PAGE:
Alopecia areata: Single or multiple smooth, sharply demarcated, round patches of hair loss with “exclamation point” hairs at the periphery
Ophiasis: Band-like hair loss on the temporal and occipital scalp
Alopecia areata incognito: Widespread shedding and thinning of hair across the scalp. More favorable prognosis for regrowth
Alopecia totalis: Total hair loss of the scalp
Alopecia univeralis: Total hair loss of scalp and body
Marie Antoinette and Thomas More Syndrome: Sudden whitening of hair caused by an acute episode of diffuse AA due to the preferential loss of pigmented hairs.
The worldwide incidence of AA is estimated to be 2% (3, 4). It can affect men, women, and children of any race. Blacks and Hispanics demonstrated almost 3-fold and 2-fold increase odds of having AA compared to Whites (18)
The exact cause of AA is unknown. AA is considered to be an autoimmune condition resulting from the loss of hair follicle immune privilege. It has also been associated with possible genetic predisposition.
Alopecia areata is diagnosed via careful history, clinical scalp/ hair exam, and dermoscopic evaluation. Scalp biopsies may be performed to help confirm the diagnosis.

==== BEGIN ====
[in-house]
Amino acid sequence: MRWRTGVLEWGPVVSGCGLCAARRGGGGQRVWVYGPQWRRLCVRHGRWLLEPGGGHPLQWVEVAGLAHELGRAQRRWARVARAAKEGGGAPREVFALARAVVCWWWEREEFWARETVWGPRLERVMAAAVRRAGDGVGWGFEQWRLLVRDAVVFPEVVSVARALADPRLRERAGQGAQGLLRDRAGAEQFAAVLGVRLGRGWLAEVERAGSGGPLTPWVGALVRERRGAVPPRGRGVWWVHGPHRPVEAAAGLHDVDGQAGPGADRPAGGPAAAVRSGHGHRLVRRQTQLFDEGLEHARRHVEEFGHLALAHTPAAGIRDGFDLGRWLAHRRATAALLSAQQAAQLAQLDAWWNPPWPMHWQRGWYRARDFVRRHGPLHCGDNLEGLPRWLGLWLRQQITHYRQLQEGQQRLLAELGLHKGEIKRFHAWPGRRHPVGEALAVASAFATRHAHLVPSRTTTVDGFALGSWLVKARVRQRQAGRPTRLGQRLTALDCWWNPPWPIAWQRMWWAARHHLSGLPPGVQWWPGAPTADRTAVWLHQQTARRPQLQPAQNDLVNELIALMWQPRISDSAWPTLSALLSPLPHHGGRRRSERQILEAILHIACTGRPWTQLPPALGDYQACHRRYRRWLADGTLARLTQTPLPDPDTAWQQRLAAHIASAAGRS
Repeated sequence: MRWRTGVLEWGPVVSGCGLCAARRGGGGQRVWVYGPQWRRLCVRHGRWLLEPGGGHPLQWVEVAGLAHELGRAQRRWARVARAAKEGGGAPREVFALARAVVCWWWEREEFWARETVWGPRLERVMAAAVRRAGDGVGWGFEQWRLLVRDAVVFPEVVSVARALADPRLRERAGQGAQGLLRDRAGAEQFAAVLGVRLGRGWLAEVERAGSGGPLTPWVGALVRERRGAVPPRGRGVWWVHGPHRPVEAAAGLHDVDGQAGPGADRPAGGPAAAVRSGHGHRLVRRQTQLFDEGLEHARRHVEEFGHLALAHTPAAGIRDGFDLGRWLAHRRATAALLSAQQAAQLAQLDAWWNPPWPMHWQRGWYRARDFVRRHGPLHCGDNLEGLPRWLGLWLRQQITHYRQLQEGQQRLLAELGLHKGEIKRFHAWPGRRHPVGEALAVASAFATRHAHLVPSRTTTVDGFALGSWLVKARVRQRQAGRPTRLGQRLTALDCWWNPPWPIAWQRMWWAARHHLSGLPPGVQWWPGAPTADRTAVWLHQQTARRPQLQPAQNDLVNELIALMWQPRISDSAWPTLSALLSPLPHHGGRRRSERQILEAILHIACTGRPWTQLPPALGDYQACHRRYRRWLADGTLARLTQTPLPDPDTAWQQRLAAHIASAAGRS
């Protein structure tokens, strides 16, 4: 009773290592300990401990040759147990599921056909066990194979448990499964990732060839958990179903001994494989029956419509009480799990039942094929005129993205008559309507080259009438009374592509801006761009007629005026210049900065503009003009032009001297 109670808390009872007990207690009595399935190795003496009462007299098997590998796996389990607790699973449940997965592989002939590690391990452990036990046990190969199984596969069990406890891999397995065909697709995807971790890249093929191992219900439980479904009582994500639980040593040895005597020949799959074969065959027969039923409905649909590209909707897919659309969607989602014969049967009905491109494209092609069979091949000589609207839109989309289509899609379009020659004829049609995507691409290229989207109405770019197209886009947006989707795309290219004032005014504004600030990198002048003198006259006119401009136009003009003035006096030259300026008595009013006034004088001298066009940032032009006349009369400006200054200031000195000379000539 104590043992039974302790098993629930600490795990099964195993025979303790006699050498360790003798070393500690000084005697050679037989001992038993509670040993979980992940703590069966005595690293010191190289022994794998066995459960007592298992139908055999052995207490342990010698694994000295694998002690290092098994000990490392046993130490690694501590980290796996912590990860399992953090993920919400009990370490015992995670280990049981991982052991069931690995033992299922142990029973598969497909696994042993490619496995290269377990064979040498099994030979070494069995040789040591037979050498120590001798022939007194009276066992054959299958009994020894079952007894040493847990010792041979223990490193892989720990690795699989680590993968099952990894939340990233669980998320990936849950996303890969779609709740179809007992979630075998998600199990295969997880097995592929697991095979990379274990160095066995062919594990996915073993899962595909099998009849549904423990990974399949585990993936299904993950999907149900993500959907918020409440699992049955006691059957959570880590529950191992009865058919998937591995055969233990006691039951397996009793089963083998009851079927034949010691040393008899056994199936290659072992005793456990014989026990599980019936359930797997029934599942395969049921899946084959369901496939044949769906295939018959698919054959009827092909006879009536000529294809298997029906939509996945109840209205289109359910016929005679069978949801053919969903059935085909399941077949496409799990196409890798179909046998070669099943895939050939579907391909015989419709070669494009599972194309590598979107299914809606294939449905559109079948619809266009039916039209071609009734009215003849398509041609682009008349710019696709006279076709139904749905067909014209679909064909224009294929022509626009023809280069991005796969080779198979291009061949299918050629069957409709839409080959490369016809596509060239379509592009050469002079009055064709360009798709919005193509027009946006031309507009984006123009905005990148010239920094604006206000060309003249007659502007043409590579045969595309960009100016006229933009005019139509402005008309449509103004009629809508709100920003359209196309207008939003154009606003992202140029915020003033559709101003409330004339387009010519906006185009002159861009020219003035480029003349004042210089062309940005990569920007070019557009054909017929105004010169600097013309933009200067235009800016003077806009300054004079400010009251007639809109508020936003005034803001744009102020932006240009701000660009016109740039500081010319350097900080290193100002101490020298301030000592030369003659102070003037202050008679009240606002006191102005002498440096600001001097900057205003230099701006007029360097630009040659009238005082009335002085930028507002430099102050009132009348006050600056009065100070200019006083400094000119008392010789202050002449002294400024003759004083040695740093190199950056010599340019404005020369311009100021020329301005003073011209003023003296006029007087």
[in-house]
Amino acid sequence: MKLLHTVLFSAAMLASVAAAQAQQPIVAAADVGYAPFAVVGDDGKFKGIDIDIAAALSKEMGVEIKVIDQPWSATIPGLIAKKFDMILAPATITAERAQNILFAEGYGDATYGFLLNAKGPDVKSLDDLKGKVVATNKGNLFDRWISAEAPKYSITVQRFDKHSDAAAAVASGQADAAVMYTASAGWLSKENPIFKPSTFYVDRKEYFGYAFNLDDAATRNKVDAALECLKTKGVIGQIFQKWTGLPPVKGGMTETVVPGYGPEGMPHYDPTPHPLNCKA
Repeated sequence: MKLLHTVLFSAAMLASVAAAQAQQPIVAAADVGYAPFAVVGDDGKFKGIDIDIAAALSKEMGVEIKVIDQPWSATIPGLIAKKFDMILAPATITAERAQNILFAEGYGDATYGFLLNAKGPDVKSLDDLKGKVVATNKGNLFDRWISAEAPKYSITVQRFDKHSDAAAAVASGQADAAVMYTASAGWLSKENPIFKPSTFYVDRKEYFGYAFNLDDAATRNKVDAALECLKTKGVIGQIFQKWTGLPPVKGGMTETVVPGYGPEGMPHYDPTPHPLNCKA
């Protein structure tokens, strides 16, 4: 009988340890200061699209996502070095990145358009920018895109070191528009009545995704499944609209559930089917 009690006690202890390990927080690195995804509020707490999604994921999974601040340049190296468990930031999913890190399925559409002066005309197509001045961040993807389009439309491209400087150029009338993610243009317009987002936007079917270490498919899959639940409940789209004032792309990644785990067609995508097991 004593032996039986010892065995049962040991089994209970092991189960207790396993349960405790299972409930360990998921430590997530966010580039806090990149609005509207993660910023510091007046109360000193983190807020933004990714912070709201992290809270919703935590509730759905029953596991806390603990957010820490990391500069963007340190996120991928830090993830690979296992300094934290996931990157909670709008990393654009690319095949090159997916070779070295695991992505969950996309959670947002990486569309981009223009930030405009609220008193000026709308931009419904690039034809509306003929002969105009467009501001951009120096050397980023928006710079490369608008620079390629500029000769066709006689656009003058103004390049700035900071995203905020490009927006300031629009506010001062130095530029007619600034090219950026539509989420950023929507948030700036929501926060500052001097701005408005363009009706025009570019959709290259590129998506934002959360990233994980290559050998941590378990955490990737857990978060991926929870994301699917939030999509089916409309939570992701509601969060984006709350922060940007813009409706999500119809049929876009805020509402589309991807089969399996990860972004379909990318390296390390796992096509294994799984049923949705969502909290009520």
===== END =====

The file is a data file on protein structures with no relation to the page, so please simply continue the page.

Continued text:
Systemic: Atopic diseases, lupus, anemia, thyroid disease, anxiety/ depression, celiac disease (weak evidence for routine testing- testing if there are signs, symptoms and risk factors) (7), nutritional (low iron/ ferritin, zinc, vitamin D)
Skin: Vitiligo, psoriasis
Nails (negative impact on prognosis): nail pitting, trachyonychia (sandpaper appearance of nails)
In most cases, AA is a self-limiting disease with up to 50% of cases resolving spontaneously within twelve months (8). In those with persistent hair loss, treatment can be challenging with less than 20% obtaining complete long-term hair regrowth (9). Treatment (single or combination) depends on the age, stage/ extent of disease and other associated conditions.
Anti-Inflammatory: Steroids (oral, intravenous, intramuscular, topical, local injection), oral immunosuppressives (methotrexate (9), cyclosporine), topical calcineurin inhibitors (tacrolimus and pimecrolimus)
Immunotherapy/ Contact Irritant: Squaric acid dibutylester, diphencyclopropenone, anthralin
Growth stimulants: Minoxidil (anagen phase promoter- topical/ oral). Of note, autoimmune inflammation should be managed for growth stimulators to function properly.
Phototherapy: Excimer laser
Vitamins: Oral zinc gluconate (11)
Essential oils: Thyme, Lavender, Rosemary, and Cedarwood (17)